# Proof of correctness of binary search

I have just written a pseudo-code (actually in Python) of a binary search algorithm.

def binSearch(lst, number):
left = 0
right = len(lst) - 1
while left <= right:
middle = left + ((right - left) / 2)
if number == lst[middle]:
return True
else:
if number < lst[middle]:
right = middle - 1
else:
left = middle + 1
return False


It seems intuitively correct, but I'd like to use some stronger tool to be absolutely sure that my algorithm is correct.

I've read on Wikipedia, that I have to prove two things: Convergence (the algorithm will stop) and partial correctness (the algorithm will end with the right result). This is the proof of total correctness.

Could you demonstrate the proof of my binSearch in theoretical computer science speech?

thank you

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You need to prove the only thing that the algorithm returns the index of $number$ if $number \in lst$, or $false$ if $number \notin lst$.

The proof is based on induction $n=right - left +1$. The main thing is to show that on every step the algorithm preserves the invariant.

The base case if, $n=1$, the algorithm clearly returns the correct answer.

In the general case, it doesn't matter on which side the $number$ is, the main thing is that the algorithms does the next iteration on a stricly smaller subarray.

if $number < lst[middle]$, then if it occurs in $lst$ at all, it must occur at a position prior to middle. Hence, the invariant is preserved if we recur on $lst[left..(middle − 1)]$.

If $number \geq lst[middle]$, then if it occurs in $lst$ at all, it must occur at position mid or later. Hence, the invariant is preserved if we recur on $lst[middle..rigth]$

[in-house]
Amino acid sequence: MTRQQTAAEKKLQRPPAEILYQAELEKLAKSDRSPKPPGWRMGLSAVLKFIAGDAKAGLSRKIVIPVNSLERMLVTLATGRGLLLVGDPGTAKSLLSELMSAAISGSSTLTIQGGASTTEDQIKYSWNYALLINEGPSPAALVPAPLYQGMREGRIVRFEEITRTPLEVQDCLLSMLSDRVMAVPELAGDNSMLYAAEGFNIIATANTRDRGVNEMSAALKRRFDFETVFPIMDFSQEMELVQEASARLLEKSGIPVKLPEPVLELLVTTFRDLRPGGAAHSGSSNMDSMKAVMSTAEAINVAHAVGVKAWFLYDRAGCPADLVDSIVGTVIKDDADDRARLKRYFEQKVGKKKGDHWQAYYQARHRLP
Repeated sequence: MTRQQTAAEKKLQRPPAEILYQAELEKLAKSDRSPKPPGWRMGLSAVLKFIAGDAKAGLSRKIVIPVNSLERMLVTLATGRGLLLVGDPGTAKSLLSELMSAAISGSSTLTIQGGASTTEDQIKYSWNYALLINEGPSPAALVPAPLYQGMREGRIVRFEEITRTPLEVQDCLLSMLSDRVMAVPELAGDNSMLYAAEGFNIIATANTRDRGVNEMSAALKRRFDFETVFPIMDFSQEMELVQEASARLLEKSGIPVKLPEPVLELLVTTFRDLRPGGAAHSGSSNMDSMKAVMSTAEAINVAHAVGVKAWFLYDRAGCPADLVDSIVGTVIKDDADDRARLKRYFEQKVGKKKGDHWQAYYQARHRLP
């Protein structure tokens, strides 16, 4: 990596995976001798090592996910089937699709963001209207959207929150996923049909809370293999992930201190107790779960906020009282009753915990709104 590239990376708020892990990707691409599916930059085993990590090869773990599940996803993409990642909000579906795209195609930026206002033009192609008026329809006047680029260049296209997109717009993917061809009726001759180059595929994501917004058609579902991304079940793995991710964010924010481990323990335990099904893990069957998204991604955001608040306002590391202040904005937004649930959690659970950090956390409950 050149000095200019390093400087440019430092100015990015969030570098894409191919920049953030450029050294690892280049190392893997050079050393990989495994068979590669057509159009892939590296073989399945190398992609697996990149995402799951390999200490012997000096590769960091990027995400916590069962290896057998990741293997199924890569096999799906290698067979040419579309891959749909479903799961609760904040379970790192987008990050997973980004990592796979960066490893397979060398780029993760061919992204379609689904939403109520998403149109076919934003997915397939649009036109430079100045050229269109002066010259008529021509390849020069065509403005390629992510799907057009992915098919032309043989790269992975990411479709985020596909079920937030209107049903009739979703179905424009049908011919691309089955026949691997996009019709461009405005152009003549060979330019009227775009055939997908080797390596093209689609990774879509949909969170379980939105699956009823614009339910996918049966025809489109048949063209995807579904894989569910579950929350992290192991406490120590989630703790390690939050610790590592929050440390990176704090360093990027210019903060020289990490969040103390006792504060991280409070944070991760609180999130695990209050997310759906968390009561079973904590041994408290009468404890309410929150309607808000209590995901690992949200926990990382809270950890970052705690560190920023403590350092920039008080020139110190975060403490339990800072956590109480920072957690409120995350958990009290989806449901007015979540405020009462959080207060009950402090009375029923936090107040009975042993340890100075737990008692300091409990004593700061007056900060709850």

For further information about correctness and complexity of binary search Binary Search Algorithm

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Thank you. the algorithm preserves the invariant means right - left + 1 doesn't change? I think that n is changing in every cycle. I understand the induction for n = 1 but I'm not sure if it proofs correctness. I will look at your pdf. – xralf Mar 6 '12 at 14:47
The pdf helped me a lot in understanding. – xralf Mar 6 '12 at 14:53

First you need to define what the algorithm is supposed to do. It looks like you are given a sorted list and looking for whether number is in it. To prove convergence, just observe that right-left always decreases and is bounded below by 0. To prove correctness you argue that lst[left]<=number<=lst[right]. Note that it will fail if lst is not sorted.

Which Python are you using? I think in version 3 the divide is a true divide so your calculation of middle could return 10.5-you need an int operation.

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Yes, the algorithm do exactly what you said and the list is sorted. The convergence proof is acceptable for me (though maybe it could be written with some reasoning more in detail, e.g. with induction. I see it but don't know how to write it mathematically), but don't know if correctness looks like a proof. – xralf Mar 6 '12 at 14:22
I'm using Python 2.7, the division is integer division. – xralf Mar 6 '12 at 14:23